Family legacy led Simms/Mann psychiatrist to where she is today – providing compassionate support
When Mona Mojtahedzadeh, MD, decided to study medicine in her native Iran, she was following family tradition. Her dad is a pediatric cardiologist and her paternal grandfather was also a physician.
But when Dr. Mojtahedzadeh began studying psychiatry, specifically, she carried with her a family legacy. Her maternal grandfather received treatment for depression, which he discussed openly with loved ones.
“I think these experiences helped shape me coming into this field,” says Dr. Mojtahedzadeh, now a psychiatrist with the Simms/Mann-UCLA Center for Integrative Oncology.
“It has a lot of meaning to me, the work I’m doing here,” she says. “And that grandfather who had depression also suffered from cancer — lymphoma — during the years he lived in Los Angeles, though he never got to know his diagnosis.”
Now, Dr. Mojtahedzadeh draws on her family values, her years of practicing primary care in Iran, her humanitarian experiences working with refugees, the transgender population, people affected by HIV and patients at City of Hope Medical Center to provide compassionate counseling and treatment for those facing anxiety, depression or cognitive struggles alongside cancer diagnosis and treatment.
“Every single place I’ve worked at has had an impact on where I am now and how I’m practicing,” she says. “My family, training and work with vulnerable populations have helped me understand some of my core values that I proudly implement in to practice.”
A whole-person approach
Dr. Mojtahedzadeh conducts a full biological and psychosocial screening on each patient so she can address their specific psychopharmacological and integrative psychiatric needs, but the heart of her work is helping to foster self-acceptance, self-love and connection.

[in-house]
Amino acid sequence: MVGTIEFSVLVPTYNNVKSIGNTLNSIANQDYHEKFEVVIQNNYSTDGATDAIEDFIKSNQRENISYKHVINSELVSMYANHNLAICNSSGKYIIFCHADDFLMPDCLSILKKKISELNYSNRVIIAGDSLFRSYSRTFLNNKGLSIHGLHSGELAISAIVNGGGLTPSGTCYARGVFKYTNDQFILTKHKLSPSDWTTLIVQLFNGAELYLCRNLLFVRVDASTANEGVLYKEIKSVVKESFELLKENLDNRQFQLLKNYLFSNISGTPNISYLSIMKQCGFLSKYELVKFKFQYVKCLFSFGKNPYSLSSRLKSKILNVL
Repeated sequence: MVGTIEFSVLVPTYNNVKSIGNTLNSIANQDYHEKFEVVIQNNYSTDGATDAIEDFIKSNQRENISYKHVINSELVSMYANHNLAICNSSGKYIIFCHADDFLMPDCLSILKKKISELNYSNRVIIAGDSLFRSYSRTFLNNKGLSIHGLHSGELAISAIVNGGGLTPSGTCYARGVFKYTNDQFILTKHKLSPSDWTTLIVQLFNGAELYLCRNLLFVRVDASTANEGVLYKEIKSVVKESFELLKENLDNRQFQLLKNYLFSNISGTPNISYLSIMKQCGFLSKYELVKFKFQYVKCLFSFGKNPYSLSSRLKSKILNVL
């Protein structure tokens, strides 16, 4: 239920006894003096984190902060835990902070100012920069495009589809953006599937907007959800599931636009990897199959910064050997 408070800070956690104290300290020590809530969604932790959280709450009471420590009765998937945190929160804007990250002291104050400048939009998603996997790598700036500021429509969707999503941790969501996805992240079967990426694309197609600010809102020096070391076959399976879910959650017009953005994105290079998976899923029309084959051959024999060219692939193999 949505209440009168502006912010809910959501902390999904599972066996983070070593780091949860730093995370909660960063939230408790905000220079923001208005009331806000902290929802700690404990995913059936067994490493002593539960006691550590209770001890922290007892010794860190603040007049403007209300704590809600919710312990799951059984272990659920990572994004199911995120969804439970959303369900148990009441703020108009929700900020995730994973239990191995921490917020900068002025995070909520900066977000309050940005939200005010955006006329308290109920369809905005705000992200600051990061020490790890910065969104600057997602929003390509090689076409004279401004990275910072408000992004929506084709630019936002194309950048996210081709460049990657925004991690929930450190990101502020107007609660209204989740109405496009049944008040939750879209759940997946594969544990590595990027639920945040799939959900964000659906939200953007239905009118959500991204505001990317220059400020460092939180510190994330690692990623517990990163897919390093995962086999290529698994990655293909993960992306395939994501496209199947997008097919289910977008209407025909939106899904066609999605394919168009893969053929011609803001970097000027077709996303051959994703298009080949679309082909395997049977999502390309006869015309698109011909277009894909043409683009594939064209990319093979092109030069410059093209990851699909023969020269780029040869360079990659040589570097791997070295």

She approaches each individual holistically, beyond their cancer or mental health diagnosis — embracing the unique facets of their personalities, life roles, past experiences, cultures and spiritual perspectives.
“Our personhood matters, the fact that you are not defined by your illness,” she says.
“We are all human and we all have different aspects,” Dr. Mojtahedzadeh says. “I try to help patients realize and embrace their strengths as well as their increased susceptibility as humans to feeling fragile and vulnerable at times of hardship, such as during their cancer illness trajectory or any other struggle at hand.”
Working with the psycho-oncology team at the Simms/Mann Center, Dr. Mojtahedzadeh helps patients “put away the self-guilt and blame that, as humans, we tend to place on ourselves,” she says.
With warmth and understanding, she encourages patients to find kindness and compassion for themselves.
“I wish to help them find a sense of order, meaning and purpose in their stories during their most difficult times,” she says.
A spiritual element
Spirituality can play a significant role in cultivating such connections, she says. Dr. Mojtahedzadeh draws on spiritual aspects of healing in her work and in her personal life.
Growing up in a spiritual family, with parents and grandparents who loved poetry and nature, Dr. Mojtahedzadeh has both witnessed and experienced how connection to art, communities and the environment can be a profound source of meaning and comfort. She continues to write poetry, create art and prioritizes spending time outdoors with loved ones.
“I am a huge fan of the fact that feeling connected to something bigger than ourselves can help us be better accepting, forgiving and meaning-oriented individuals,” she says. “The sense of belonging and hope this generates can help bring about greater peace, comfort and purpose within us.”
Spirituality is different from religion, she notes. Spirituality is highly personal — it can be any connection to something broader than the self. And just as religious practices can bring structure, comfort and meaning to one’s life, discovering and getting in touch with personal spiritual beliefs can provide similar comfort and solace.
“There are connections between spirituality and mental health that have been proven,” Dr. Mojtahedzadeh says. “It can help individuals to better be able to accept adverse life events or to make meaning out of it and respond differently.”
Despite working with people whose lives have been affected by cancer diagnoses, Dr. Mojtahedzadeh finds her work hopeful. Citing the work of psychiatrist and Holocaust survivor Viktor Frankl and her pioneer mentors in the field, she notes that attitude is something we can change. And that’s what she works with patients to do.
“Once you realize what your own attitude is, label it, understand it and gain some control over it,” she says, “then why not gain back hope?”